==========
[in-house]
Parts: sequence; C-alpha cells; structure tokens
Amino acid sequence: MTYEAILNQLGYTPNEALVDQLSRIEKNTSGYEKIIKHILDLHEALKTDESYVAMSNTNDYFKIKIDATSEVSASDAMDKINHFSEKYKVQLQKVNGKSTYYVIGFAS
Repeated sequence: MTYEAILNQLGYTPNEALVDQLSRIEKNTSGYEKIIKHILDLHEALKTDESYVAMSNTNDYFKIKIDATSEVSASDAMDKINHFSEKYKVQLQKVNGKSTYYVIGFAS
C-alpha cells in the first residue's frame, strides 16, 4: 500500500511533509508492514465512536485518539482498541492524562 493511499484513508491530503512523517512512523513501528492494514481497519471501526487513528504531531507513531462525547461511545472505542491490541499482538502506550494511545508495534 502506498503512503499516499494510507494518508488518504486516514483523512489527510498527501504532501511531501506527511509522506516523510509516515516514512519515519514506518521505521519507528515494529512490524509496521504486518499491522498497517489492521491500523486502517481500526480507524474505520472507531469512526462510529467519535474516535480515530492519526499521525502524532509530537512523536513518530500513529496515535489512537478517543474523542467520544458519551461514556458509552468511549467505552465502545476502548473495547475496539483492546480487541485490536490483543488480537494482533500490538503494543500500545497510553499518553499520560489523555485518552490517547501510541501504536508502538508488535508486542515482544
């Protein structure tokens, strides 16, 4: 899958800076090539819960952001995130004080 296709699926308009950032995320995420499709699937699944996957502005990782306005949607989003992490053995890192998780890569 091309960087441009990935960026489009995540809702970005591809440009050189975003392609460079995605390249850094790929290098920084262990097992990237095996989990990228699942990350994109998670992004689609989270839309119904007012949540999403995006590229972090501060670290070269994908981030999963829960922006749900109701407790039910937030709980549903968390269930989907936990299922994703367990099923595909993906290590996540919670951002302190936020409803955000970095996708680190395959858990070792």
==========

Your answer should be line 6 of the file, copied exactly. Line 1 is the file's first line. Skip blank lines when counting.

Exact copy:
């Protein structure tokens, strides 16, 4: 899958800076090539819960952001995130004080 296709699926308009950032995320995420499709699937699944996957502005990782306005949607989003992490053995890192998780890569 091309960087441009990935960026489009995540809702970005591809440009050189975003392609460079995605390249850094790929290098920084262990097992990237095996989990990228699942990350994109998670992004689609989270839309119904007012949540999403995006590229972090501060670290070269994908981030999963829960922006749900109701407790039910937030709980549903968390269930989907936990299922994703367990099923595909993906290590996540919670951002302190936020409803955000970095996708680190395959858990070792």